Kantonsspital St.Gallen

Role of activated fibroblastic stromal cells in relapsing-remitting experimental autoimmune encephalomyelitis

Burkhard Ludewig & Natalia Pikor

abstract Multiple Sclerosis (MS) is an inflammatory disease of the central nervous system (CNS) resulting in demyelination, axonal loss and consequential clinical impairment. In addition, the presence of meningeal inflammatory infiltrates in the progressive MS brain suggests that there may be a dual contribution of ongoing neurodegeneration and sustained immune responses that contribute to disease progression. While the exact cell types and molecular cues promoting the formation of such ectopic lymphoid follicle-like structures in the meninges remain unclear, several lines of evidence, including our own, suggest that maturation of meningeal stromal cells may be one of the initiating cues for establishing and sustaining a niche for lymphocyte recruitment and activation within the CNS. In order to trace and genetically manipulate activated fibroblastic stromal cells in vivo, our laboratory has established mouse models that utilize promoters of the constitutive chemokines CCL19 or CXCL13 to drive Cre recombinase expression.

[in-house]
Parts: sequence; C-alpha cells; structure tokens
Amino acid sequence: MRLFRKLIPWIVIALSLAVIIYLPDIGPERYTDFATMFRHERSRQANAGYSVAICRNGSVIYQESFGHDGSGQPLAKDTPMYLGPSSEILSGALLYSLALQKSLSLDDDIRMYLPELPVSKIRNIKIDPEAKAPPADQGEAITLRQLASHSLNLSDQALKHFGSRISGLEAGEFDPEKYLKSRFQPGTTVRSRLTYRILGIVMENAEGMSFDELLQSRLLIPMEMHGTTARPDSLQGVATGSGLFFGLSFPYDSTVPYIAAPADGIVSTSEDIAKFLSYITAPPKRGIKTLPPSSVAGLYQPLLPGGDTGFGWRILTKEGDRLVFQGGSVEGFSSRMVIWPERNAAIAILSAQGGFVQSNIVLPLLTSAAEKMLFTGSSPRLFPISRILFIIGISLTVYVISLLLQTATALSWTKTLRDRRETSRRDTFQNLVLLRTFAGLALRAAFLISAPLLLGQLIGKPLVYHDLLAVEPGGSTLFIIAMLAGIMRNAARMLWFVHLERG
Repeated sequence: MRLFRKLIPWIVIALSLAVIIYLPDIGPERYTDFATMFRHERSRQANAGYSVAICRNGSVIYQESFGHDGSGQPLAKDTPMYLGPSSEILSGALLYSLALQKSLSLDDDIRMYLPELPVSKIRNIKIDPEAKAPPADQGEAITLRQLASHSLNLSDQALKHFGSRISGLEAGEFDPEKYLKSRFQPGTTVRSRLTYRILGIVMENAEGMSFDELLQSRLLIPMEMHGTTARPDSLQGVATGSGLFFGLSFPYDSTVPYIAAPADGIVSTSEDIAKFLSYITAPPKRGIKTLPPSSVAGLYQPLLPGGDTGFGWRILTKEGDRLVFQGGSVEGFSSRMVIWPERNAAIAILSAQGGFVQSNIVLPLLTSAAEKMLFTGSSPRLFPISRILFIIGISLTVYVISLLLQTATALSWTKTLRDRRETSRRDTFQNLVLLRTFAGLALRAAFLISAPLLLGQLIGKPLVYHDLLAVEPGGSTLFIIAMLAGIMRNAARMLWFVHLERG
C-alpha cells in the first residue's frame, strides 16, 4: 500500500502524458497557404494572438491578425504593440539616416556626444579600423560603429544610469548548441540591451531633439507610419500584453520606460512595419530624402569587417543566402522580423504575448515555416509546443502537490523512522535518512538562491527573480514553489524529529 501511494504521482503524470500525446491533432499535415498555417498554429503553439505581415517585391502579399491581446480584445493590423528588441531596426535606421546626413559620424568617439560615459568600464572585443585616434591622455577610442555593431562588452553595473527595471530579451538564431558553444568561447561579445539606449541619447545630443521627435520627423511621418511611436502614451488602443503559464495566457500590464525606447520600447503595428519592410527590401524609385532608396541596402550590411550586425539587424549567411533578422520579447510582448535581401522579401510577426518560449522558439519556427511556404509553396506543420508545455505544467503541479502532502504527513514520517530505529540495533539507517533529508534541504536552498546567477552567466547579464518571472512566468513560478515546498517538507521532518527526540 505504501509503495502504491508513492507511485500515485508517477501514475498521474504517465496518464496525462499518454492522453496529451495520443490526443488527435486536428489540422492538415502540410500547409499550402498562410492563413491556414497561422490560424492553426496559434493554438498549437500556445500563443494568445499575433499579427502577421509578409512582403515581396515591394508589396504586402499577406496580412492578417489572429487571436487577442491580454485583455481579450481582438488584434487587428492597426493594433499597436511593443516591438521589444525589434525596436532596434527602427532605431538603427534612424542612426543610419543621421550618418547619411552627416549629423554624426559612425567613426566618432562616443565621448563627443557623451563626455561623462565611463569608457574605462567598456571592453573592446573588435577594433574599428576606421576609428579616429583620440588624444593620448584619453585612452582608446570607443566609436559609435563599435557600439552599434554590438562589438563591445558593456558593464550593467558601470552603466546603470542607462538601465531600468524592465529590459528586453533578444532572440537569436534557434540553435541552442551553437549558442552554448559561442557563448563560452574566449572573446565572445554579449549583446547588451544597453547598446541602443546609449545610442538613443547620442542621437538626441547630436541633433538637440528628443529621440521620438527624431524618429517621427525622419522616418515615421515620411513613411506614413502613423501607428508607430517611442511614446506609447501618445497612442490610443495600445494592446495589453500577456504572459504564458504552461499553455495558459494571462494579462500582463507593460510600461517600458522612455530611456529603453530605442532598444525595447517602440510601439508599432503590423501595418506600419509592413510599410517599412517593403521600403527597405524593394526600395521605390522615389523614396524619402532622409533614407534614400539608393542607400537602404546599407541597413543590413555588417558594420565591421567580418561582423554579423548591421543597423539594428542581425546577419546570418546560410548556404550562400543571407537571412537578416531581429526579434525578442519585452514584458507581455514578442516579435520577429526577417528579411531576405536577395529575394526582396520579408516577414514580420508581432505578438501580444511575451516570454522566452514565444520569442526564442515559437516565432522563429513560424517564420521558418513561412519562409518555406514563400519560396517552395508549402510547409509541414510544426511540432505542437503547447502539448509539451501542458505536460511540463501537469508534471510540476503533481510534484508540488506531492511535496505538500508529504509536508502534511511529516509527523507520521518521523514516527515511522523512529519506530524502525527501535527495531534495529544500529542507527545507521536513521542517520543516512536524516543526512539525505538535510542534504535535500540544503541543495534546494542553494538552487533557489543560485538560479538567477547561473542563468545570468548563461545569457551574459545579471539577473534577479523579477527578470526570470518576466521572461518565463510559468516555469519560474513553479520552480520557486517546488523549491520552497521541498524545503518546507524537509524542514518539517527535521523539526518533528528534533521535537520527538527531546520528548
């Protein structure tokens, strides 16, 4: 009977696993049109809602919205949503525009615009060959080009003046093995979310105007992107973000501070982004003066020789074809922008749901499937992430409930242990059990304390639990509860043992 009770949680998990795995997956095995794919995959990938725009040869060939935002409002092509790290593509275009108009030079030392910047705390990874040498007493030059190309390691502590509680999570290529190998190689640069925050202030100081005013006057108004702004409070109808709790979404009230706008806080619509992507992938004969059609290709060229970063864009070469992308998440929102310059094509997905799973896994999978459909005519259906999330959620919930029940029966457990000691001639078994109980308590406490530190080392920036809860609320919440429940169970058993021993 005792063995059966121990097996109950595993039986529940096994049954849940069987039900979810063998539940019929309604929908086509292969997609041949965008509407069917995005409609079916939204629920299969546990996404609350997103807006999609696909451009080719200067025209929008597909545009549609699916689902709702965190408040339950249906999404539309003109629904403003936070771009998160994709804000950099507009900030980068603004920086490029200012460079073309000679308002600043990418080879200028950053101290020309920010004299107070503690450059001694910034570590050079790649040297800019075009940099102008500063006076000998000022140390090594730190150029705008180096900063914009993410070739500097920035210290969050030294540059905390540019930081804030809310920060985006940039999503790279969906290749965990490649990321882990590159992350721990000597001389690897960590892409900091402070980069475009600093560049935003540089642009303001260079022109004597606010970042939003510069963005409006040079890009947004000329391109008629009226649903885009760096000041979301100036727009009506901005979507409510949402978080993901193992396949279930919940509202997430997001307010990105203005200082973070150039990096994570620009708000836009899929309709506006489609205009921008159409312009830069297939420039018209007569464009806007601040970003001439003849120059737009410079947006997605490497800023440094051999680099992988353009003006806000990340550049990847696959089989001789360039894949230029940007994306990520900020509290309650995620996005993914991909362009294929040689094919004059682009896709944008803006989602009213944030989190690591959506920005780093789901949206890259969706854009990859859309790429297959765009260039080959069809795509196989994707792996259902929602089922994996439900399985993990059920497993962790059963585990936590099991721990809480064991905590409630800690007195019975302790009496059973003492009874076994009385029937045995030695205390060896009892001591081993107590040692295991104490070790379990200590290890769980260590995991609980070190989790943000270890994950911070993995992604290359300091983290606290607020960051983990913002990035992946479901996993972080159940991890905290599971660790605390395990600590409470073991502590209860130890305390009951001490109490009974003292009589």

type of project fundamental research
status automatically closed
start of project 2015
end of project 2016
project manager Prof. Burkhard Ludewig